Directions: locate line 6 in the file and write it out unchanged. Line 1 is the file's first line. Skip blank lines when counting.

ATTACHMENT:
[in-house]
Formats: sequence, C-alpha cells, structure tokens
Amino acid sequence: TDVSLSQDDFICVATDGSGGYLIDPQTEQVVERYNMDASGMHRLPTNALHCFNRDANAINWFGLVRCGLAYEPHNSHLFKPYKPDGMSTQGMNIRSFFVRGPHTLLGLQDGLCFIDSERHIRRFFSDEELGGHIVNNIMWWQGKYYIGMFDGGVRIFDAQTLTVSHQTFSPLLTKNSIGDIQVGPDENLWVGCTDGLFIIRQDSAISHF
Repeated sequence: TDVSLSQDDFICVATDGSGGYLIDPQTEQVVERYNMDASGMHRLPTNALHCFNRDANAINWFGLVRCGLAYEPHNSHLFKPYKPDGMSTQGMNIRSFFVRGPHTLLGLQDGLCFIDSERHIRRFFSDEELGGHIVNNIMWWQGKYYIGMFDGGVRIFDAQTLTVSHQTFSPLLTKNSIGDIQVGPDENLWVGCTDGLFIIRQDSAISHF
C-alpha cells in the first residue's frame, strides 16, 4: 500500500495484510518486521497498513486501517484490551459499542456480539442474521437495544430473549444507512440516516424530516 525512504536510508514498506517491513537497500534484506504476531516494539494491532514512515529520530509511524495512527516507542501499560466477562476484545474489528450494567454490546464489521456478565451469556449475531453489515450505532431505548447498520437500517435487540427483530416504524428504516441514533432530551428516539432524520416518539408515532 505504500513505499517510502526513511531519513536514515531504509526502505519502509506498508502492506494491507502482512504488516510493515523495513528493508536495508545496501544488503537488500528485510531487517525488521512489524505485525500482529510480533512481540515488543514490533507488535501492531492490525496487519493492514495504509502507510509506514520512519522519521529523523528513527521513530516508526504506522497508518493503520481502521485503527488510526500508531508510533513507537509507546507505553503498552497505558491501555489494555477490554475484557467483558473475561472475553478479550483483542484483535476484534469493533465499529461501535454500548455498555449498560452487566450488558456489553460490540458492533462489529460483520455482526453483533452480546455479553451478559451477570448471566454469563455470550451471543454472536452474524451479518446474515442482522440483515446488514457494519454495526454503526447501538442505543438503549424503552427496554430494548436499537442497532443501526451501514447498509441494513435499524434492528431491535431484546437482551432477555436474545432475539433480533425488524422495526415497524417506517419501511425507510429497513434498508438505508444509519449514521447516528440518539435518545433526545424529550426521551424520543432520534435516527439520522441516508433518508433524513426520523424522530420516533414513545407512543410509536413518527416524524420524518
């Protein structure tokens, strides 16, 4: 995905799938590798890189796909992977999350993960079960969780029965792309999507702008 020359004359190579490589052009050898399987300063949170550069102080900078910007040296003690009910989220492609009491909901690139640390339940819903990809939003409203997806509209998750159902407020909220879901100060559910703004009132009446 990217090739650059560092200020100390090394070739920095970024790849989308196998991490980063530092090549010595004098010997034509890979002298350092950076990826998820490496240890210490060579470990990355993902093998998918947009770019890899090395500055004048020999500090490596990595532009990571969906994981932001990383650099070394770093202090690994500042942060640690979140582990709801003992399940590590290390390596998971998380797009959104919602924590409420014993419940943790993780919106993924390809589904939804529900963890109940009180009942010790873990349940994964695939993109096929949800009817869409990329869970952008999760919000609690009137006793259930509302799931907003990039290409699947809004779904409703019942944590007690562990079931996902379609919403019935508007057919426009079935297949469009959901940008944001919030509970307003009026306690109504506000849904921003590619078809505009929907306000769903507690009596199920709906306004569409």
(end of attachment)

């Protein structure tokens, strides 16, 4: 995905799938590798890189796909992977999350993960079960969780029965792309999507702008 020359004359190579490589052009050898399987300063949170550069102080900078910007040296003690009910989220492609009491909901690139640390339940819903990809939003409203997806509209998750159902407020909220879901100060559910703004009132009446 990217090739650059560092200020100390090394070739920095970024790849989308196998991490980063530092090549010595004098010997034509890979002298350092950076990826998820490496240890210490060579470990990355993902093998998918947009770019890899090395500055004048020999500090490596990595532009990571969906994981932001990383650099070394770093202090690994500042942060640690979140582990709801003992399940590590290390390596998971998380797009959104919602924590409420014993419940943790993780919106993924390809589904939804529900963890109940009180009942010790873990349940994964695939993109096929949800009817869409990329869970952008999760919000609690009137006793259930509302799931907003990039290409699947809004779904409703019942944590007690562990079931996902379609919403019935508007057919426009079935297949469009959901940008944001919030509970307003009026306690109504506000849904921003590619078809505009929907306000769903507690009596199920709906306004569409």